Facing tall order, Avtar Singh turns to coach who is an equal

Avtar Singh, became the first judoka in 12 years to qualify for the Olympics, sought the tutelage of former national champion Cawas Billimoria.

Written by Shahid Judge | Mumbai | Published: May 31, 2016 12:07:28 pm
Avtar Singh, Avtar, Avtar Singh Judo, Avtar Judo, Avtar Judo Olympics, Avtar Singh funding, Avtar funding, Avtar Judo Rio 2016 Olympics, Judo Rio 2016 Olympics, Judo Olympics Rio-bound judoka Avtar Singh (R) and coach Cawas Billimoria.

“OOS!” boomed Cawas Billimoria from across the room. One could forgive Avtar Singh for betraying a brief look of confusion. After all, the expression, in Judo circles, can have both positive and negative connotations. In the latter context, Billimoria would have continued with an equally loud “He’ll pick you up and throw you to Timbuktu. Not Rio.” But the confusion was all cleared a moment later. “That’s exactly how you do it. This is your move.”

It was a new and effective technique – Tai Otoshi – that the sensei was training Avtar for. A technique he’d seen crown champions when performed seamlessly, or be countered with ease when the attempt is flawed. “Through the roof, and then to Timbuktu!”

READ: Where others doubted Avtar Singh backs himself, wins Rio Olympics 2016 judo quota

Avtar, who competes in the 90 kg category and who became the first judoka in 12 years to qualify for the Olympics since Akram Shah (60 kg) featured at Athens 2004, had sought the tutelage of former national champion Billimoria. More so because the 53-year-old stands at the same 6-foot-4 mark that Avtar does. “I’m three inches shorter and that makes a big difference,” explains Avtar’s coach Yashpal Solanki. “Cawas sir is the same height. So he can help Avtar with accurate technical and tactical advice for that height range,” he adds.

And so, in the recreation hall of a Mumbai school where Billimoria has coached for the last 13 years, Avtar is presented with five sparring partners for the session, including 2016 South Asian Games champion in 81 kgs Karanjit Singh Maan. One by one, he’d grab the opponent’s left shoulder with the right hand, and right arm with his left hand. He then had to push his opponent back.

“Wait for the spring,” called Solanki from the sideline, indicating that the opponent would involuntarily move towards him to counter the push. Now came the move. Swivelling in the air and dropping on one knee while extending the other leg, he lunged forward. With grip still in place, he’d pull the opponent over the extended leg and make the pin as the opponent crashed to the mat.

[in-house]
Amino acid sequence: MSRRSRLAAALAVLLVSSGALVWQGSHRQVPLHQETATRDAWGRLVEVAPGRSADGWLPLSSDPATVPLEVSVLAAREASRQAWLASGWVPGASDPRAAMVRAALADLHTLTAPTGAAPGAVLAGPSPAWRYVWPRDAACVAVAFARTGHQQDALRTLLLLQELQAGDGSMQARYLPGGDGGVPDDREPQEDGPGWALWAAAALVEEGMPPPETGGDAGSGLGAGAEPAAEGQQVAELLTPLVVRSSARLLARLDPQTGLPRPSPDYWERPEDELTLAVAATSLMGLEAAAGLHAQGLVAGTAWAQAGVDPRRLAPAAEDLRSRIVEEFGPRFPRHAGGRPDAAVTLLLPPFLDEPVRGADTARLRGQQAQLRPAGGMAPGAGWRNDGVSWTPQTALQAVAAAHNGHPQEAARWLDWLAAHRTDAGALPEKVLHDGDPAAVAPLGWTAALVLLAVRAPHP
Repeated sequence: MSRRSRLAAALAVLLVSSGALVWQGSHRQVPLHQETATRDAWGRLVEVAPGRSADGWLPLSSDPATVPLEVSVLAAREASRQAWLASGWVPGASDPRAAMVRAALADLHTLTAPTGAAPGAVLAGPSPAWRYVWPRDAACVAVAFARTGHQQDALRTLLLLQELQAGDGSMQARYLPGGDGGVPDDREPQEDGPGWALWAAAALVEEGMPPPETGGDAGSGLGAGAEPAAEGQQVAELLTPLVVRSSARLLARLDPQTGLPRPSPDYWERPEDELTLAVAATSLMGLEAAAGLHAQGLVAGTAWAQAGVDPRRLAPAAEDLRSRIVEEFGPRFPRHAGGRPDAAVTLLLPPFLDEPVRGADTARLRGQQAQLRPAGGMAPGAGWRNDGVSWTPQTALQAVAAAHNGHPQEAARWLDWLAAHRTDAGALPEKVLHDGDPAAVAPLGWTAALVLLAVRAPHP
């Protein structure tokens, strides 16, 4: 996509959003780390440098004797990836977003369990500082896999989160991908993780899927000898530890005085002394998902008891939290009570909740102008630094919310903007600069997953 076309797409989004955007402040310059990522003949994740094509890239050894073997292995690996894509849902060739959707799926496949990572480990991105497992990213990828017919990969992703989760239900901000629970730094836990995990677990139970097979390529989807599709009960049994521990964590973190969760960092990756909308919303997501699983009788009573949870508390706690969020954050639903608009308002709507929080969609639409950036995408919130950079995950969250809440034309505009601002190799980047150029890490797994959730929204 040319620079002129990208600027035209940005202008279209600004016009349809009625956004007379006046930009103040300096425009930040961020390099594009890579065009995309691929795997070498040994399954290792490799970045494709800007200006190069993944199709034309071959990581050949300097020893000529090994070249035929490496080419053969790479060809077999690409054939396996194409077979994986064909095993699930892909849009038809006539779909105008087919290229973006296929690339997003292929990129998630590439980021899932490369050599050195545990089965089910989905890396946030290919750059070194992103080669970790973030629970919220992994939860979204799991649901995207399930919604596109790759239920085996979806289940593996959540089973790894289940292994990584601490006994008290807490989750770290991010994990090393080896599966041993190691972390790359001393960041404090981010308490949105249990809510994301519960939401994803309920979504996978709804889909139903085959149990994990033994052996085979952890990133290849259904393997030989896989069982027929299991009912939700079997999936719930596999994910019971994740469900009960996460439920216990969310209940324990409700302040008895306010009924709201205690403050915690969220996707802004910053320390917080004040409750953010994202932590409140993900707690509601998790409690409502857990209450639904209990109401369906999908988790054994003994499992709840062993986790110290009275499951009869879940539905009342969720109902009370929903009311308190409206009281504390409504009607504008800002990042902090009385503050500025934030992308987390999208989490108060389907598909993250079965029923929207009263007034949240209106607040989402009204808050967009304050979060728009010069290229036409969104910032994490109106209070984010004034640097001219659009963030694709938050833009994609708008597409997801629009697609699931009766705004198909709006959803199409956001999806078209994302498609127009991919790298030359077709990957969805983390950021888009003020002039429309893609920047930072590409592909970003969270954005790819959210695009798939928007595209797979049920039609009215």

This variation of the Tai Otoshi body drop throw would take less than half a second to complete – much shorter than the invariably trailing bellow of ‘OOS!’

Barely a day after the 24-year-old returned from the Judo Grand Prix in Kazakhstan, with the news of his Rio qualification in mid-May, the decision was made to visit Billimoria. For the past four years, the Assistant Sub Inspector for the Punjab Police has been attending short clinics with the 10-time national champion, who had featured in the 1992 Barcelona Olympics. Yet their association went far before the four years.

“I used to see him in the junior divisions all the time. He was always the easiest to recognise because of his height and weight. Slowly, his talent became one of the top reasons for his recognition,” Billimoria mentions. “And since then I’ve been helping him fix a few things regarding his technique and corresponding height,” he adds.

This time around, the clinic’s repertoire expanded significantly. Now Avtar wasn’t only working to fix his own tactics and fitness, he was learning to study the trends of his competitors, and the technique of famed judokas from yesteryear. Billimoria sat Avtar, Karanjit and Solanki in front of his mobile phone, where he downloaded videos to study the bouts from the likes of Yasuhiro Yamashita and Robert Berland – Olympic masters throughout the 1980’s.

Following this were stern fitness drills. Then work on the mat.

Billimoria himself danced around the mat, showing tremendous lightness of feet while demonstrating certain moves to Avtar. “He’s the tallest in his weight category from those going to the Olympics, so his centre of gravity is high and he can topple over easily,” Billimoria explains. “What I’m doing is telling him the do’s and the absolute do nots for that height.”

In other words, the difference between an ‘Oos’ and ‘flying through the roof to Timbuktu.’

Standard moves like the Sasae —kicking the opponent’s front leg or performing a circular movement to wrap your own leg around an opponent’s to trip them were practiced over and over again. And each move was addressed according to the execution – through Billimoria’s trademark comments.

Finally came the introduction of the Tai Otoshi. Billimoria asserts to have never used the technique during his own days on the circuit. “It’s a last resort move when nothing else is working. But it’s a sure-shot uncounterable winner,” he adds.

Avtar spent near an hour working on the move, drawing ‘Oos’ more often than not from the vigilant Billimoria. “These moves are only for tall boys. The shorties can never do this. But it’s all on him when he feels it is best to use in a match,” states Billimoria.

It’s tricks like the Tai Otoshi that are specific to Avtar’s height that the veteran sensei intends to instill in his ward. “I’ll teach him the basic move, then I’ll give him homework —get 50 men lined up and keep doing it,” he quips. “There isn’t much time left, but I’ve seen players become world champions with just four moves. Avtar has those moves,” he concludes.

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